Protecting the ACA is Only a Starting Point for Women’s Health Care

On Thursday, President Biden signed an executive order to reopen enrollment on the Affordable Care Act’s HealthCare.gov, the federal health insurance marketplace, from February 15 to May 15.

But while this is a welcome first step to help uninsured Americans get coverage, now is the time to make progress and go further in women’s access to health care—not just to hold on to the last decade’s achievements.

What Women Can Expect from a Biden Presidency: On Health Care

President-Elect Biden’s platform for women promises to be the most ambitious presidential agenda yet addressing issues that affect women and girls. This is the first of a multi-part series covering the agenda.

The health care prong of President Elect Biden’s agenda for women includes protecting and strengthening access to reproductive health care, expanding access to high-quality, affordable health care, addressing maternal mortality and tackling health inequities. The platform focuses in particular on developing health care protections for LGBTQ+ women, women with disabilities, incarcerated women, women veterans and Native women.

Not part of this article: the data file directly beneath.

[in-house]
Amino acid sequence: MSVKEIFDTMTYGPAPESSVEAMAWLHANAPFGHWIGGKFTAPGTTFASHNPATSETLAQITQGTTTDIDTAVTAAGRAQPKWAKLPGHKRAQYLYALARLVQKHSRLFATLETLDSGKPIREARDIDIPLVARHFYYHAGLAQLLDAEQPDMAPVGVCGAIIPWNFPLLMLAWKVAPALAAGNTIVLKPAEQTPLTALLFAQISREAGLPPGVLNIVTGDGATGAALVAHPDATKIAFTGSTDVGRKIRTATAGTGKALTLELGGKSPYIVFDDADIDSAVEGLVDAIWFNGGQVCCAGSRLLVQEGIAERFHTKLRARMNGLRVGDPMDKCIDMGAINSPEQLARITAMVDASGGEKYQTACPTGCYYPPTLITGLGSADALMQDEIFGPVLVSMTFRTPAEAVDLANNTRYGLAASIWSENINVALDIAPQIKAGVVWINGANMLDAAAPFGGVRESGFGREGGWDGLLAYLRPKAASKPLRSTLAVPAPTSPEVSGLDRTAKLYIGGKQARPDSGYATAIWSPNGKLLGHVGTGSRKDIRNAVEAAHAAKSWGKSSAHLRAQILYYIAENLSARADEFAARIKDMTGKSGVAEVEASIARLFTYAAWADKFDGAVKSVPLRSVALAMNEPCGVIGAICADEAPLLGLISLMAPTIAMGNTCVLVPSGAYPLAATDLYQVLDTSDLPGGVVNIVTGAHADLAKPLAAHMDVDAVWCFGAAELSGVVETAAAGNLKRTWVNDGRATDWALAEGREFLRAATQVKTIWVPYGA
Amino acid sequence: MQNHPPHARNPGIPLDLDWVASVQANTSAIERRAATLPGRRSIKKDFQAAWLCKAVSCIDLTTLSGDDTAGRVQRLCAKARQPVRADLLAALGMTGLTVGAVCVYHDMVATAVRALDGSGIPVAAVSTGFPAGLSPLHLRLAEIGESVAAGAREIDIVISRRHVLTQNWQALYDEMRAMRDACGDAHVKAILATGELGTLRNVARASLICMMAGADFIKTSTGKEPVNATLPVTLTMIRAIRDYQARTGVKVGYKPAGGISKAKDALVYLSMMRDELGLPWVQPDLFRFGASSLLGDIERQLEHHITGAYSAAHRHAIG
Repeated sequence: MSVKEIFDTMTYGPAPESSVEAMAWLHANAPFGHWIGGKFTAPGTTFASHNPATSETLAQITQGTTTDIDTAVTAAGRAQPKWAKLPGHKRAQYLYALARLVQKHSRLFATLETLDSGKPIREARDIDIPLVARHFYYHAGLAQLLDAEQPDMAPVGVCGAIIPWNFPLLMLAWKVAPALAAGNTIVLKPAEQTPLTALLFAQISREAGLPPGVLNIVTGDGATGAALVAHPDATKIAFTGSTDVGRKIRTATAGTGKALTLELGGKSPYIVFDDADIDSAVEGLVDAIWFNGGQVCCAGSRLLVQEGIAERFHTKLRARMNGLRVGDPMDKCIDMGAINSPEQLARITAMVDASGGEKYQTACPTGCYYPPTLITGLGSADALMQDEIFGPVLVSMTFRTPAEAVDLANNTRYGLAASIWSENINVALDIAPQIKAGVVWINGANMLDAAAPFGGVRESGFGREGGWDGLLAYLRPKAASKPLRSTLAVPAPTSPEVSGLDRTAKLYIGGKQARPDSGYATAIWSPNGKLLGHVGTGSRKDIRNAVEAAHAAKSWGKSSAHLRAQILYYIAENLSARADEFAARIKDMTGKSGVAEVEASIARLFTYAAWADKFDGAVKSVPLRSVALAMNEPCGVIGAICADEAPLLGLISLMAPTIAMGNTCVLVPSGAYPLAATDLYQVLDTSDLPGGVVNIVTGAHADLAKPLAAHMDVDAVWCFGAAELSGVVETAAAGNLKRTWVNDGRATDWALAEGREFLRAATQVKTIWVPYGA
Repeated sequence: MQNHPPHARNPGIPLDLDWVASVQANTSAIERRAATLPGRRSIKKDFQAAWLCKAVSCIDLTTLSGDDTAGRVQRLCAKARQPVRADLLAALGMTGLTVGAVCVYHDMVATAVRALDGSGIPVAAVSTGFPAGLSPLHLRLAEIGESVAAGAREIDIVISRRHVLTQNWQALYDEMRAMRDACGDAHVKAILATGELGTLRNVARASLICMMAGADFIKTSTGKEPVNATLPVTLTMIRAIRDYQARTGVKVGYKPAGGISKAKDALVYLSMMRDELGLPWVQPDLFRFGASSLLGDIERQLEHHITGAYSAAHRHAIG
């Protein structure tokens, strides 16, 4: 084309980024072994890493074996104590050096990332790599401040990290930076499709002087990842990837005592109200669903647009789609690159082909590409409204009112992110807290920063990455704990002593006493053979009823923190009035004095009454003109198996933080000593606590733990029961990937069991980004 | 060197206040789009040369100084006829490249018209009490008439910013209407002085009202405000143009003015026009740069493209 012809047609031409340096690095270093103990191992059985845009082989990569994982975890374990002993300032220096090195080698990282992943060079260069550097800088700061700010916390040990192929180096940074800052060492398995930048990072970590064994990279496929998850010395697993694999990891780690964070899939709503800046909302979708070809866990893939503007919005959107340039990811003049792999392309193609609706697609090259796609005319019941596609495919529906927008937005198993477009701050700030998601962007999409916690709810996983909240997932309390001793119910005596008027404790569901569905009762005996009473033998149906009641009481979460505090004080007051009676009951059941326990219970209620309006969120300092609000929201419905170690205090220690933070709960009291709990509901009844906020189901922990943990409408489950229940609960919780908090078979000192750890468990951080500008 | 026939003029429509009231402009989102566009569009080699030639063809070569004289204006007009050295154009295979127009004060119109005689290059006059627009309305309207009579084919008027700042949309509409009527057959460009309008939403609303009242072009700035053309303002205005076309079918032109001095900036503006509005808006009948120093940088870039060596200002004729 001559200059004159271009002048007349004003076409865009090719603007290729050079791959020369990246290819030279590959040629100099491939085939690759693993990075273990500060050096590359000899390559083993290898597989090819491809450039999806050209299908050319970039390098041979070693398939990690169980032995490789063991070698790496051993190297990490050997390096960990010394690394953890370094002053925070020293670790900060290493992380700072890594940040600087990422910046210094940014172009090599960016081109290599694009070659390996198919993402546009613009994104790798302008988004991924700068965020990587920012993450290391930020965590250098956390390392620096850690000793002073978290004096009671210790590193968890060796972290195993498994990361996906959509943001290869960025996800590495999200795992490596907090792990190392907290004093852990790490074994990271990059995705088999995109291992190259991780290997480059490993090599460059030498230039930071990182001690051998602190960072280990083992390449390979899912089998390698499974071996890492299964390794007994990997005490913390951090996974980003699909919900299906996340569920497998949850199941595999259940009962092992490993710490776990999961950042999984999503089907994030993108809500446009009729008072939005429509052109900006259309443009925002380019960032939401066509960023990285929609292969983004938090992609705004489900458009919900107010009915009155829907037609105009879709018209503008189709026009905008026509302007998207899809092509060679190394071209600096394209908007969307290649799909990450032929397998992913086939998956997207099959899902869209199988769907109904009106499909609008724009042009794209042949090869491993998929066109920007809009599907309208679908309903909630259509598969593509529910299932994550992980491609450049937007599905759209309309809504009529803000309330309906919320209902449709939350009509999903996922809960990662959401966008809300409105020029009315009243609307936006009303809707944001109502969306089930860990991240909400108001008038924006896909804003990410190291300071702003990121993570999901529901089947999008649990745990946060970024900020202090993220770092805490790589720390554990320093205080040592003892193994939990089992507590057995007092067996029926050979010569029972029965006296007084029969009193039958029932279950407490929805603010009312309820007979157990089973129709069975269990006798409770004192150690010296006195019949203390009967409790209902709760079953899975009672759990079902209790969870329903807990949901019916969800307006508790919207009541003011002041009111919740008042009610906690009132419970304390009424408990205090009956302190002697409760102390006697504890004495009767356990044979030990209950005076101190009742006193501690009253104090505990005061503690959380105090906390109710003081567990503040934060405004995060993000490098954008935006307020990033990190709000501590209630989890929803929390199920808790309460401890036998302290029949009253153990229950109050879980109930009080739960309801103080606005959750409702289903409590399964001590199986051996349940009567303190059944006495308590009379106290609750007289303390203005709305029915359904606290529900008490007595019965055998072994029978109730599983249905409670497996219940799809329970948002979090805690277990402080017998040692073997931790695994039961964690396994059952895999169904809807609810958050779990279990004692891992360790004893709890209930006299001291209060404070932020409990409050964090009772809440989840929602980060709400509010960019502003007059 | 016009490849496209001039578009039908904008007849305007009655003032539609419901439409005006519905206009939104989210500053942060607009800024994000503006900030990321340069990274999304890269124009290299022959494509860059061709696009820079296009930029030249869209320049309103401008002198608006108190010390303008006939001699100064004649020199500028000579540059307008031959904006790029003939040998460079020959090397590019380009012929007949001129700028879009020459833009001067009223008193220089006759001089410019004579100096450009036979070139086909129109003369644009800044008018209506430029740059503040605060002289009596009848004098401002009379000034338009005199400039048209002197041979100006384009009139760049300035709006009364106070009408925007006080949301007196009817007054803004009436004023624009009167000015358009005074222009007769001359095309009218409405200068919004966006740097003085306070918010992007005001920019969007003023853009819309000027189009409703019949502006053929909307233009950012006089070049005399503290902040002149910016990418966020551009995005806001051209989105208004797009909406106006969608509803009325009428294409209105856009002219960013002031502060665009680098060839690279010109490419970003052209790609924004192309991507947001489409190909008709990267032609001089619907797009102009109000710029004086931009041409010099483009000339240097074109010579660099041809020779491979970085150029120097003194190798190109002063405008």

Alas, Women—Barrett Is No Ginsburg

Justice Ruth Bader Ginsburg’s lifelong work to achieve equality was unrelenting while serving on the Supreme Court. On the other hand, Amy Coney Barrett’s appointment to the Supreme Court puts freedom of choice, affordable health care, marriage equality and other hard-won rights are at risk.

Short of a new administration’s decision to unpack and expand the Supreme Court, the future will be a conservative supermajority on the court.

Health Care on Life Support? What’s at Stake in the Elections

It’s now a matter of weeks until Election Day, and women’s votes are more crucial this year than ever. We must have not only the will, but also a firm grasp of what we need to hold candidates at all levels accountable for policies that work toward social justice and equity for women.

Health care is a top issue on the minds of most voters. A great deal is at stake for women—not only because of the coronavirus pandemic, but the looming Supreme Court battle.